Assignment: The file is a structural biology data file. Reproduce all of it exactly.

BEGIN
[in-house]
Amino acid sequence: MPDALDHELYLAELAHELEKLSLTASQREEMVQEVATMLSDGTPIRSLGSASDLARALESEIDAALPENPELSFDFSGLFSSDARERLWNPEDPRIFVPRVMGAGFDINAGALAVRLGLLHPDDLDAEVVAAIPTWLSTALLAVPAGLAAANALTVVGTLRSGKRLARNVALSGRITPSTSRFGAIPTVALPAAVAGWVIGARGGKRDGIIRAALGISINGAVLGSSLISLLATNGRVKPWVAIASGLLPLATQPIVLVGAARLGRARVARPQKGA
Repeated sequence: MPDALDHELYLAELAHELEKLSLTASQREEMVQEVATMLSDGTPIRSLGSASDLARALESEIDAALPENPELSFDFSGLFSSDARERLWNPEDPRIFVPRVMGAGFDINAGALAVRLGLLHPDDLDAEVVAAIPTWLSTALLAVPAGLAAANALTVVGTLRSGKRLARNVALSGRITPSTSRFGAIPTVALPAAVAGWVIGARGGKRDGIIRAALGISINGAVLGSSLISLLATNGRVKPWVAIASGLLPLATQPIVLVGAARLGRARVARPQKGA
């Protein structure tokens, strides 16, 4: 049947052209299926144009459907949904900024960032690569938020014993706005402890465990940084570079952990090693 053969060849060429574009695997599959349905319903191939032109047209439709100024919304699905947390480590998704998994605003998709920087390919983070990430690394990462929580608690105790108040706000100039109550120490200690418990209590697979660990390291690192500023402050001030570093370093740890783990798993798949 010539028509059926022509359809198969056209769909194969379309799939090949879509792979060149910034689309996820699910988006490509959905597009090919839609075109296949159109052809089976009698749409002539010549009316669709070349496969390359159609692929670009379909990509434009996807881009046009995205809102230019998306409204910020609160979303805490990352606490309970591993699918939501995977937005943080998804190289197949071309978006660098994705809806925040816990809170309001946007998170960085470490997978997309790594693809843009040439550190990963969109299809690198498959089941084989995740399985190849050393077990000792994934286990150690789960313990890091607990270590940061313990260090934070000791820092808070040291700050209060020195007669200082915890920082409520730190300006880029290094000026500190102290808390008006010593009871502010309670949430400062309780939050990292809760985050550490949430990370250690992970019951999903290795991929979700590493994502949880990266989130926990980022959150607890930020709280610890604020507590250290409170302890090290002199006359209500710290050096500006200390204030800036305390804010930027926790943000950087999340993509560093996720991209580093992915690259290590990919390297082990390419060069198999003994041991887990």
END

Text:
[in-house]
Amino acid sequence: MPDALDHELYLAELAHELEKLSLTASQREEMVQEVATMLSDGTPIRSLGSASDLARALESEIDAALPENPELSFDFSGLFSSDARERLWNPEDPRIFVPRVMGAGFDINAGALAVRLGLLHPDDLDAEVVAAIPTWLSTALLAVPAGLAAANALTVVGTLRSGKRLARNVALSGRITPSTSRFGAIPTVALPAAVAGWVIGARGGKRDGIIRAALGISINGAVLGSSLISLLATNGRVKPWVAIASGLLPLATQPIVLVGAARLGRARVARPQKGA
Repeated sequence: MPDALDHELYLAELAHELEKLSLTASQREEMVQEVATMLSDGTPIRSLGSASDLARALESEIDAALPENPELSFDFSGLFSSDARERLWNPEDPRIFVPRVMGAGFDINAGALAVRLGLLHPDDLDAEVVAAIPTWLSTALLAVPAGLAAANALTVVGTLRSGKRLARNVALSGRITPSTSRFGAIPTVALPAAVAGWVIGARGGKRDGIIRAALGISINGAVLGSSLISLLATNGRVKPWVAIASGLLPLATQPIVLVGAARLGRARVARPQKGA
């Protein structure tokens, strides 16, 4: 049947052209299926144009459907949904900024960032690569938020014993706005402890465990940084570079952990090693 053969060849060429574009695997599959349905319903191939032109047209439709100024919304699905947390480590998704998994605003998709920087390919983070990430690394990462929580608690105790108040706000100039109550120490200690418990209590697979660990390291690192500023402050001030570093370093740890783990798993798949 010539028509059926022509359809198969056209769909194969379309799939090949879509792979060149910034689309996820699910988006490509959905597009090919839609075109296949159109052809089976009698749409002539010549009316669709070349496969390359159609692929670009379909990509434009996807881009046009995205809102230019998306409204910020609160979303805490990352606490309970591993699918939501995977937005943080998804190289197949071309978006660098994705809806925040816990809170309001946007998170960085470490997978997309790594693809843009040439550190990963969109299809690198498959089941084989995740399985190849050393077990000792994934286990150690789960313990890091607990270590940061313990260090934070000791820092808070040291700050209060020195007669200082915890920082409520730190300006880029290094000026500190102290808390008006010593009871502010309670949430400062309780939050990292809760985050550490949430990370250690992970019951999903290795991929979700590493994502949880990266989130926990980022959150607890930020709280610890604020507590250290409170302890090290002199006359209500710290050096500006200390204030800036305390804010930027926790943000950087999340993509560093996720991209580093992915690259290590990919390297082990390419060069198999003994041991887990």